Definition of call back

In team match play when playing one-on-one matches, if one team is short a player, a player on that team is called back to play a second match.
For example: Team A has 6 players, Team B has 4 players. There will be five individual matches played. For the fifth match Team A can pick a player from Team B to play a second match against their fifth match player.

24 Random Essential Billiards Terms

A reference to the amount of English applied to the object ball from the cue ball.
This the area behind the pocket points before the pocket. The ball can get behind here and rest waiting to be pocketed, or the cue ball can get corner hooked in this location. Different tables feature a smaller or larger area here which can make these situations more or less achievable.
This is a match where a player must win so many games more than the other player in order to win the match.
Chiefly American, and largely obsolete: Same as referee.
The overall competition between two players, two pairs of players or two teams of players, usually consisting of a predetermined number of frames or games (sometimes organized into rounds).
To intentionally miss a shot (that results in a foul) in order to create a position for the cue ball that makes it hard for the other player to execute their shot. Not to be confused with a "Safety", since a safety is a legal hit.
This is a shot where the cue ball follows directly behind the sunk object ball into the pocket right after it falls.
On a shot, the extension of the cue stick through the cue ball position during the end of a player's stroke in the direction originally aimed.
With draw, as in "I shot that low left", meaning "I shot that with draw and with left english". Derives from the fact that one must hit the cue ball below it's equator, i.e. "low" on the ball, to impart draw. Contrast high.
A shot in which the cue ball is struck above its equator with sufficient top spin to cause the cue ball to travel forward after it contacts an object ball. When a cue ball with follow on it contacts an object ball squarely (a center-to-center hit), the cue ball travels directly forward through the space previously occupied by the object ball (and can sometimes even be used to pocket a second ball). By contrast, on a cut shot, a cue ball with follow on it will first travel on the tangent line after striking the object ball, and then arc forward, widening the carom angle.
A small clamping tip tool used to firmly hold and apply pressure to a replacement cue tip until the glue holding the tip to the ferrule has fully dried.
A break shot in which the object is to leave the incoming player with no shot or a very difficult shot, such as is normally employed in the opening break of straight pool. Cf. open break.
(Chiefly British.) In snooker and blackball/eight-ball pool, an instance where the cue ball has been potted (pocketed) after contacting an object ball. It is a fault (foul) in most games. There is no equivalent (current) American term for this specific means of pocketing the white ball. Compare losing hazard, scratch.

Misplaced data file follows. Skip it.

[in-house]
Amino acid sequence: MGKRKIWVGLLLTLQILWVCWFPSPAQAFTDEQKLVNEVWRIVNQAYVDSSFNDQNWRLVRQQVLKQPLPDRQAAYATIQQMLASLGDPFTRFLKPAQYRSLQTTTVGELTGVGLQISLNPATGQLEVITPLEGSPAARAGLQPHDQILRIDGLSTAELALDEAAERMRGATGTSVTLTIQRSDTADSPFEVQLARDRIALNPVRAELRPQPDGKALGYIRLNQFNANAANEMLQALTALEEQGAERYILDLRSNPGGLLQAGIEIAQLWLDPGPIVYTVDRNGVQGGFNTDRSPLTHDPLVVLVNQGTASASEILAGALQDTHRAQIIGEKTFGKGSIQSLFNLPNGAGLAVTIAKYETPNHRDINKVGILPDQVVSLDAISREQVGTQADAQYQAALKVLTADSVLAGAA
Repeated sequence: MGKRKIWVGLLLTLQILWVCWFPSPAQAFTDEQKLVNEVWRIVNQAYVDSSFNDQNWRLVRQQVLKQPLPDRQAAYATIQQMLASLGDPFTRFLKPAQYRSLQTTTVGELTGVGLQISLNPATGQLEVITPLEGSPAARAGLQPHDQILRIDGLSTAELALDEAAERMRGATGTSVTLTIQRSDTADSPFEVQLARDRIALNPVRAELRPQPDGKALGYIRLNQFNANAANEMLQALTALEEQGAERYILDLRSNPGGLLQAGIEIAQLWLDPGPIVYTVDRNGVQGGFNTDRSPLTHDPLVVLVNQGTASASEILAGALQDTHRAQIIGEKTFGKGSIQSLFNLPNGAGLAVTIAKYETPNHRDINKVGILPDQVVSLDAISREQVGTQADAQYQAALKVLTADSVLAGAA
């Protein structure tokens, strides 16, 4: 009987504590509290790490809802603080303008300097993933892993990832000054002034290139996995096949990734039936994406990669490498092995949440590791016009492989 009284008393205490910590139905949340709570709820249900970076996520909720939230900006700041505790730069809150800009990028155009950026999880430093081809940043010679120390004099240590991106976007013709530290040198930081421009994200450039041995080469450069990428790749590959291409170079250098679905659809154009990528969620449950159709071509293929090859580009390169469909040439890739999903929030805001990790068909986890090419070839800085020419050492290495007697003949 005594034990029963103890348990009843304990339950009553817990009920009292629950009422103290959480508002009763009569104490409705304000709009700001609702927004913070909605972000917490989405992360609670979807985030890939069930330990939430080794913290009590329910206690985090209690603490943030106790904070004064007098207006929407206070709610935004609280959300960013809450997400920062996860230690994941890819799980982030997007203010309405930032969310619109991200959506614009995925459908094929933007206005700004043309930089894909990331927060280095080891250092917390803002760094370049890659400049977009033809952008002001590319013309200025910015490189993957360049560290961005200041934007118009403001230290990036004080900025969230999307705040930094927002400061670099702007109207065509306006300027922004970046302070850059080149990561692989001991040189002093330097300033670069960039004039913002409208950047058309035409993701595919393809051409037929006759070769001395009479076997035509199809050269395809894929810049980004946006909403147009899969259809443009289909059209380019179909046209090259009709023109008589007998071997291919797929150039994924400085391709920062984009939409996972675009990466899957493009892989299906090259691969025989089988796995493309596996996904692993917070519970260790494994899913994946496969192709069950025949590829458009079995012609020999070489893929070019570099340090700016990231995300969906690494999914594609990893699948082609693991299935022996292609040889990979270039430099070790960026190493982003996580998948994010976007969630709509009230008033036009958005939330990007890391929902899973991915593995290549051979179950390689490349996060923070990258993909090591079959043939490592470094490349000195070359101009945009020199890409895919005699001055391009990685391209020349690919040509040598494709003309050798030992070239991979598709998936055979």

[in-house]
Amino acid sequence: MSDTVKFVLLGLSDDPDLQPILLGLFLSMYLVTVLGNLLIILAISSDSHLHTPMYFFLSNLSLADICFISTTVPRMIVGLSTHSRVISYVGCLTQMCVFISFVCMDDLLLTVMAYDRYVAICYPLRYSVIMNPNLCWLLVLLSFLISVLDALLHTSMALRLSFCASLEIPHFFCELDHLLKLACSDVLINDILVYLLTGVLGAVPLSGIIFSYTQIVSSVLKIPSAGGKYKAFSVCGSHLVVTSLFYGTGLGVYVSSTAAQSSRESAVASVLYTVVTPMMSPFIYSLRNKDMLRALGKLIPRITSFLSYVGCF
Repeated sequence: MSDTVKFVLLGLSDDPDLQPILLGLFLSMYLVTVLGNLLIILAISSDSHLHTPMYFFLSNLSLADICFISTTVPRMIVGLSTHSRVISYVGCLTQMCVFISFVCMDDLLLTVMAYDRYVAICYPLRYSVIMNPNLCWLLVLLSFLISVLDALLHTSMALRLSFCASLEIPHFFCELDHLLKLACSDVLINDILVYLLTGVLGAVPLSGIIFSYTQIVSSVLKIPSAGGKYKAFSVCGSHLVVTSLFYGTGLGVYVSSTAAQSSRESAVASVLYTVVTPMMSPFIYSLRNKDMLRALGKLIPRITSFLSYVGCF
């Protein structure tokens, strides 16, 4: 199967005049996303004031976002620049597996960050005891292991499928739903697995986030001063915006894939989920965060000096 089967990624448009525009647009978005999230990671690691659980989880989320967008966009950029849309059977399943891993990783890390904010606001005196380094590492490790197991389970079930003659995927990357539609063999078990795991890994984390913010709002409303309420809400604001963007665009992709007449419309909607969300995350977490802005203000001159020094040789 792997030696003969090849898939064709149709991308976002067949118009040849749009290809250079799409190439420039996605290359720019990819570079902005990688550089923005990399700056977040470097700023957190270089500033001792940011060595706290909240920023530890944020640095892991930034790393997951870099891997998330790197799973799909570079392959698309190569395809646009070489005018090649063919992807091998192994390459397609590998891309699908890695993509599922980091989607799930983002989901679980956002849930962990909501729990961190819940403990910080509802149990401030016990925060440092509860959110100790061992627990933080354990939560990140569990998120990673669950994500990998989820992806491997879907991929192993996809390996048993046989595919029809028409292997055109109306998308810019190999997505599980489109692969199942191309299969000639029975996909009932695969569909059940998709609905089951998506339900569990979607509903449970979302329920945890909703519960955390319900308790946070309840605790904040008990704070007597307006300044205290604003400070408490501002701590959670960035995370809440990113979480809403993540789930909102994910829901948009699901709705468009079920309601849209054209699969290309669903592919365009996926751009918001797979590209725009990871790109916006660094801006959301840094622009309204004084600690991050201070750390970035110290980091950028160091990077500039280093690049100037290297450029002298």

American CueSports Alliance. Their mission statement is "To heighten the interest and awareness of cue sports through the support and sanctioning of organized competition throughout the United States and North America."
The forward rotation of the cue ball that results from a follow shot. Also known as top spin or top, follow is applied to the cue ball by hitting it above its equator, causing it to spin more rapidly in the direction of travel than it would simply by rolling on the cloth from a center-ball hit. Follow speeds the cue ball up, and widens both the carom angle after contact with an object ball, and angle of reflection off a cushion.
Chiefly American: The cushion on the head rail. Compare bottom cushion; contrast foot cushion.
These are fouls made in one turn and then on the next by the same player each time. Some games have a rule that a player will lose the rack or match with three succesive fouls.
Chiefly American: The half of the table in which the object balls are racked (in games in which racked balls are used). This usage is conceptually opposite that in British English, where this end of the table is called the top. Contrast head.
Australian: Defeated with all seven of one's object balls (in blackball or eight-ball) remaining on the table.
This is another name for One Pocket pool.
This is a shot where the cue ball caroms off a number of balls in a pin ball, back and forth, fashion to achieve a shot.
A three cushion billiards shot in which the cue ball first strikes two cushions before hitting the first object ball then hits a third cushion before hitting the second object ball. So called because the shot opens up like an umbrella after hitting the third rail. Umbrella shots may be classified as inside or outside depending on which side of the first object ball the cue ball contacts.
Principally British: In snooker, if a player wins all of the required frames in a match without conceding a frame to their opponent - for example, if a player wins a best-of-nine-frame match with a score of 5-0 - this is referred to as a "whitewash". This term is based on a similar term used in the card game of "patience" in the UK. However, it is not used in the context of a 1-0 winning scoreline in a match consisting of a single frame.
The upper portion of a cue which slides on a player's bridge hand and upon which the tip of the cue is mounted at its terminus. It also applies to the main, unsegmented body of a mechanical bridge.